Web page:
The popularity of “cashless” transactions with customers doesn’t appear to be slowing down – nothing lessens the headache of waiting in a drive-thru line than seeing the cars ahead of you using the tap function on their smartphone or credit/debit card. Mobile banking also saves many from the headache of visiting a bank in person (when was the last time you waited in line for a teller?). More and more, technology is changing the way we do business, oftentimes making things much simpler. But for those without the means or technology, the push towards the convenience of going cashless restricts some people from completing simple transactions, especially when some businesses start catering specifically to those with the tech.
The digital economy is being built up as the wave of the future, with cashier-less Amazon Go convenience stores in Seattle, Chicago, and San Francisco, along with Atlanta’s cashless Mercedes-Benz Stadium and numerous retailers across North America and Europe. While it may seem to make things simpler for many, there are still those who lack the means, or the desire, to pay digitally. Since this could potentially hinder a significant part of the population without bank accounts or credit cards, the push towards exclusively cashless transactions is seen by some as classist.
The city of Philadelphia plans to pass legislation to avoid these instances for the sake of equality. By July, a city ordinance affecting the entire city, save for some establishments like parking garages, will require businesses to accept cash. In New Jersey, a bill also recently passed with overwhelming support from state legislators that would make it illegal to run a cashless store in the state. “Many people do not have access to consumer credit, and any effort by retail establishments to ban the use of cash would be discriminatory towards those people,” said Rep. Paul D. Moriarty, one of the bill’s main sponsors. “The U.S. dollar is legal tender and should be accepted at any retail establishment in New Jersey.”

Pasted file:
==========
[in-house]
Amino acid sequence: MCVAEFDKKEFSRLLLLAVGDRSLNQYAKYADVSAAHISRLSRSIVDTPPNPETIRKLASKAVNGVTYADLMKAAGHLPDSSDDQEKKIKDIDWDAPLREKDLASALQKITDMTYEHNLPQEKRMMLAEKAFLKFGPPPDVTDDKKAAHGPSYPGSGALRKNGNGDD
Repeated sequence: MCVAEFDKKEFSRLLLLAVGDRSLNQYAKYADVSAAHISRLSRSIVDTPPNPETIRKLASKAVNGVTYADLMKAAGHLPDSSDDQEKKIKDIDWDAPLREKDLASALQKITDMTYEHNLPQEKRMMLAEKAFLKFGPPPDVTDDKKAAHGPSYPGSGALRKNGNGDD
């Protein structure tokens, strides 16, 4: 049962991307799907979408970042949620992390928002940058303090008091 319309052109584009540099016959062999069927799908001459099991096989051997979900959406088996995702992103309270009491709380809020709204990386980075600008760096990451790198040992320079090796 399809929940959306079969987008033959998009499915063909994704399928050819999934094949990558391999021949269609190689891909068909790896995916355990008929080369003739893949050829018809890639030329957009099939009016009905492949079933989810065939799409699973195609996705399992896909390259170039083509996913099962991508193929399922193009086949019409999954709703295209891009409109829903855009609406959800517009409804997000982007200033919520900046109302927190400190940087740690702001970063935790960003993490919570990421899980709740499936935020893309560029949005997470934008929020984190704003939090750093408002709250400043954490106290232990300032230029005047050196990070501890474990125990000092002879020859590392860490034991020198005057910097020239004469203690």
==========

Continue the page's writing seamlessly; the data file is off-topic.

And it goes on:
While very compelling arguments have been made in these cases for the sake of equality, the proprietors of these businesses have a different perspective. The primary benefit of going cashless is reducing the risk of robberies, seeing as how there would be no physical cash to take. Not to mention the fact that going fully digital can mean savings on employing cashiers (a move that’s proving to be unpopular with some customers).
From a consumer perspective, it’s a little more complicated. Philadelphia and New Jersey attract a lot of tourists who, for the most part, use physical money for transactions like food, general shopping, or souvenirs. However, there’s a portion of customers who enjoy the “tap and go” type of contactless payment that makes shopping lines move faster. And while those payments will still be accepted under these new laws, some observers – particularly in the U.S., where many free-market enthusiasts believe businesses should be free to operate however they choose – are apprehensive about the government dictating what a business must accept as payment.
Whether the current cashless trend will continue or not, some politicians already have their minds made up. William Greenlee, a Philadelphia City Councilman, expressed his views against it. “Most of the people who don’t have credit tend to be lower income, minority, immigrants,” he said. “It just seemed to me, if not intentional, at least a form of discrimination.”
Although it makes sense that a digital economy could shut out the economically disadvantaged, trends show that cashless payments are on the rise. According to a 2018 Pew Research Center Survey, the respondents who admitted they did not pay with cash in the past week increased from 24% in 2015 to 29% in 2018. Despite the new legislation affecting cashless establishments, expect this to be a hot-button issue in the coming years as more customers opt to go digital with their payments.
Alex Correa | Staff Writer